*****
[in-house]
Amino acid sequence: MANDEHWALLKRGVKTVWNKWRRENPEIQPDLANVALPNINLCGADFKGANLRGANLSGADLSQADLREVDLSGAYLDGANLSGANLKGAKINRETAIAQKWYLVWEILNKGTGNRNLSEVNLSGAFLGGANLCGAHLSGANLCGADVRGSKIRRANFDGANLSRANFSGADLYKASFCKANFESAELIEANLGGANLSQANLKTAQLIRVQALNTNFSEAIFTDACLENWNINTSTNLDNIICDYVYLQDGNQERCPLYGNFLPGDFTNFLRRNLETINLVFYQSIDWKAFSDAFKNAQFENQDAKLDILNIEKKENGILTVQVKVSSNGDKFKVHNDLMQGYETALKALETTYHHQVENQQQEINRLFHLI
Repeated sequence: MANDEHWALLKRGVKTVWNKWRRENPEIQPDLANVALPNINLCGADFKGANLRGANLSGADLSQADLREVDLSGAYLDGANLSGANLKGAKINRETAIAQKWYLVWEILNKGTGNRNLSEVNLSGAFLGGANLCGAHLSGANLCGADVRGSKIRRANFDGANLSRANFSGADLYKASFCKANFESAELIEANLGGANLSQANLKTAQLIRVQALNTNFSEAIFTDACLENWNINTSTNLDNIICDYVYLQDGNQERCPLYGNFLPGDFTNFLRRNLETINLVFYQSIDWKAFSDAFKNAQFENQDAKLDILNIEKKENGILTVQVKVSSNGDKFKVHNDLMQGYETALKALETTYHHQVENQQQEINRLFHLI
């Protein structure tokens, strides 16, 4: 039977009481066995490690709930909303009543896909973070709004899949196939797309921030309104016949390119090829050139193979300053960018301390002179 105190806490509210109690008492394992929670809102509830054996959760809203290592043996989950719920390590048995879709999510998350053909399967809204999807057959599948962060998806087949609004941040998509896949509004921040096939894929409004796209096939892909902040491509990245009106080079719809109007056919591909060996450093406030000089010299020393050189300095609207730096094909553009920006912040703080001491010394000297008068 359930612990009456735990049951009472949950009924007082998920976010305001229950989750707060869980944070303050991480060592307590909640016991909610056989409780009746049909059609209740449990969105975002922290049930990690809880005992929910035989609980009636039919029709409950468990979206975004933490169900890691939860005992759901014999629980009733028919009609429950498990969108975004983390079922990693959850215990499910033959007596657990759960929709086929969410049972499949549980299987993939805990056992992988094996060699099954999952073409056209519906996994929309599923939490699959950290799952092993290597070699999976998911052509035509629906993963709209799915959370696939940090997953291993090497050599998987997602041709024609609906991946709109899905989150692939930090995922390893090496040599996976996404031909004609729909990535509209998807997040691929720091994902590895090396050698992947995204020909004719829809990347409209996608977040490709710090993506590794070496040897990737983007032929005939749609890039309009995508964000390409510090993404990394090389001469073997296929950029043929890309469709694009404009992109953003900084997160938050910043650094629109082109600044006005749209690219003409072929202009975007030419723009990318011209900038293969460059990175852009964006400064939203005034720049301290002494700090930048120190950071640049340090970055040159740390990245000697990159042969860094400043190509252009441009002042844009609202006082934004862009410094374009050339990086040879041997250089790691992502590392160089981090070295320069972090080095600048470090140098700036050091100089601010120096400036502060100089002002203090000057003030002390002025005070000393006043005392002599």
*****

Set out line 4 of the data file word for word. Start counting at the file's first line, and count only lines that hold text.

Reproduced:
């Protein structure tokens, strides 16, 4: 039977009481066995490690709930909303009543896909973070709004899949196939797309921030309104016949390119090829050139193979300053960018301390002179 105190806490509210109690008492394992929670809102509830054996959760809203290592043996989950719920390590048995879709999510998350053909399967809204999807057959599948962060998806087949609004941040998509896949509004921040096939894929409004796209096939892909902040491509990245009106080079719809109007056919591909060996450093406030000089010299020393050189300095609207730096094909553009920006912040703080001491010394000297008068 359930612990009456735990049951009472949950009924007082998920976010305001229950989750707060869980944070303050991480060592307590909640016991909610056989409780009746049909059609209740449990969105975002922290049930990690809880005992929910035989609980009636039919029709409950468990979206975004933490169900890691939860005992759901014999629980009733028919009609429950498990969108975004983390079922990693959850215990499910033959007596657990759960929709086929969410049972499949549980299987993939805990056992992988094996060699099954999952073409056209519906996994929309599923939490699959950290799952092993290597070699999976998911052509035509629906993963709209799915959370696939940090997953291993090497050599998987997602041709024609609906991946709109899905989150692939930090995922390893090496040599996976996404031909004609729909990535509209998807997040691929720091994902590895090396050698992947995204020909004719829809990347409209996608977040490709710090993506590794070496040897990737983007032929005939749609890039309009995508964000390409510090993404990394090389001469073997296929950029043929890309469709694009404009992109953003900084997160938050910043650094629109082109600044006005749209690219003409072929202009975007030419723009990318011209900038293969460059990175852009964006400064939203005034720049301290002494700090930048120190950071640049340090970055040159740390990245000697990159042969860094400043190509252009441009002042844009609202006082934004862009410094374009050339990086040879041997250089790691992502590392160089981090070295320069972090080095600048470090140098700036050091100089601010120096400036502060100089002002203090000057003030002390002025005070000393006043005392002599």